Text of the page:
I was surprised to discover that add_role() modifies the database and fails if the role already exists. There are two implications here, one first more serious than the other: 1) if you're in development and update your add_role code, you must first remove_role() 2) once you have it right, you should never have to run that code again.

So typically I have been putting my add_role() inside a wp_loaded action hook. And since I'm in development, I've also added a remove_role() before my add_role so I can be sure that if I modify my list of caps, it will actually take effect.

But clearly this is now being run every time a page of the blog is being accessed. Okay, I could put it in an admin-only action, or I could create a plugin page maybe under Users or Tools where this role can be created once. I guess I'm hoping there's a simpler, more elegant solution out there.

I don't imagine there's a run_once kind of action is there?

Or is the best practice just to add the role and then use add_cap() a bunch of times? And even then I imagine add_cap is accessing the db.

Just thinking in terms of the best way to reduce unncessary db access. What are your best practices?

  • Awesome! Thanks for this question..Just adding remove_role() function before add_role() helped me. May 10, 2013 at 2:06

1 Answer 1


The user roles and capabilities are saved in the database so once you have you have used add_role() its saved and then next load WordPress will know that role just like the built in roles.

Now if you look at the function add_role() more specifically at line 141 you will see that it only saves the role and capabilities in the database if the var $use_db is set to true (which he is by default) so you can simply change it before you call your add_role() function and the role won't be saved.


//globalize $wp_roles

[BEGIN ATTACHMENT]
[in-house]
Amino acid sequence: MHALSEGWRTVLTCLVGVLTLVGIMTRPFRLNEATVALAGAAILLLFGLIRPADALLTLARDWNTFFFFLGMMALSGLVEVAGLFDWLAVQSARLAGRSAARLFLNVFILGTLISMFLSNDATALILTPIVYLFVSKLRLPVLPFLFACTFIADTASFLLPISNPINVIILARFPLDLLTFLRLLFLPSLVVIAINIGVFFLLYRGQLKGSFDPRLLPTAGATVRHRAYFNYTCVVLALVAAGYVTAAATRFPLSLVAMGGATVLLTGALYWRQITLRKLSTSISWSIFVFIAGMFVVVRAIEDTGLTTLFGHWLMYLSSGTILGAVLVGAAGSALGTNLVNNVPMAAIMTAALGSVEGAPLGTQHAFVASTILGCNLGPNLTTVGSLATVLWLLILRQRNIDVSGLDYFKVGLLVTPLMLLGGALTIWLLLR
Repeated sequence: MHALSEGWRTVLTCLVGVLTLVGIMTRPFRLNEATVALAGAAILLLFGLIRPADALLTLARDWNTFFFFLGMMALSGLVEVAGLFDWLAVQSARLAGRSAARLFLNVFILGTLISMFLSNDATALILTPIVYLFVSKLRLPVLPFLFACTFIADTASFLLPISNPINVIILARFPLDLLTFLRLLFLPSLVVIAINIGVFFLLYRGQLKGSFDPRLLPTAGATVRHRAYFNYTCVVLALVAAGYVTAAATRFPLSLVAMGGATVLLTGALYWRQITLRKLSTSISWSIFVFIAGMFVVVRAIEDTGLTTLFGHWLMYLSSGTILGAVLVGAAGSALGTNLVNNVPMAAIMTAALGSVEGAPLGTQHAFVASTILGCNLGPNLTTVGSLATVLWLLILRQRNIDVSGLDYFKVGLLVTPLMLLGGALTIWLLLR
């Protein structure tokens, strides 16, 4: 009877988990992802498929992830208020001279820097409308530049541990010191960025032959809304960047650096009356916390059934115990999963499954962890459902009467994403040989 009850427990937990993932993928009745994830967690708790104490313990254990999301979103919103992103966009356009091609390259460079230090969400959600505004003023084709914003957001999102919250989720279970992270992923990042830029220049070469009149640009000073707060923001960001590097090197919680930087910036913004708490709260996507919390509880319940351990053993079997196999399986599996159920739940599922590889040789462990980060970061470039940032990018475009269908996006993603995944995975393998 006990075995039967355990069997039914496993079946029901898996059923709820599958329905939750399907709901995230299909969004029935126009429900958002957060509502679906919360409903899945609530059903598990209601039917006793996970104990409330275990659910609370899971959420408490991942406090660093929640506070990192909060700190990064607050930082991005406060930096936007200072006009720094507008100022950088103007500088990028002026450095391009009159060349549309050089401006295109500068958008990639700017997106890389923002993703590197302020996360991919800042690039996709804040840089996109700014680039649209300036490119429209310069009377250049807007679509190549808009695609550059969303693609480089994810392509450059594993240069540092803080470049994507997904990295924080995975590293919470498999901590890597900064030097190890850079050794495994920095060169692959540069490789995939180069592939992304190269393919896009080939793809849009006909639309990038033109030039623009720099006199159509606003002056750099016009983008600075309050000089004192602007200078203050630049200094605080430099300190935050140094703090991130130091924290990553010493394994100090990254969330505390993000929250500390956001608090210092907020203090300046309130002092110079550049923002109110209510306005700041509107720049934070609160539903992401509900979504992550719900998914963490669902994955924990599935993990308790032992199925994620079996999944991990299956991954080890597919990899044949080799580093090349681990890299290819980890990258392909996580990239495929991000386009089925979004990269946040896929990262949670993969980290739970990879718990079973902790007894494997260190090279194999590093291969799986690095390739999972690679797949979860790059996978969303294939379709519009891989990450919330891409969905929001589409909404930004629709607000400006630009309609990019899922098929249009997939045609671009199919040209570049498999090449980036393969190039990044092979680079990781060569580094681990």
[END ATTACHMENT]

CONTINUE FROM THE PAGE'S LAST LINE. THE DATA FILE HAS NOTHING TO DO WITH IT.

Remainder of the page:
global $wp_roles;
//set use_db to flase
$wp_roles->use_db = false;
//then add your role
$wp_roles->add_role( $role, $display_name, $capabilities );


If its in a test/development environment then i see no downside, but if you are on a live environment then you save the time it take to create that on role every load.

As for best practice run once, if in a plugin you should use register_activation_hook and for any thing else i use a simple custom made conditional function:

function run_once($key){
    $test_case = get_option('run_once');
    if (isset($test_case[$key]) && $test_case[$key]){
        return false;
        $test_case[$key] = true;
        return true;

if (run_once('add_user_role')){
    //do you stuff and it will only run once
  • Aw crap. I even knew about that too from some earlier rooting about the WP_Roles class. Can you think of any downside to NOT using the database for roles? And is there a WP best practice for doing something only once?
    – Tom Auger
    Aug 11, 2011 at 17:31
  • Thanks for the update - I like the simplicity of the update_option solution
    – Tom Auger
    Aug 16, 2011 at 9:32
  • Not really satisfying but it seems to be the best solution 👍
    – Blackbam
    Feb 4, 2019 at 14:22
  • This function run_once increasing too much read/write database operations on each page load. Please don't use this. Mar 11, 2020 at 18:29

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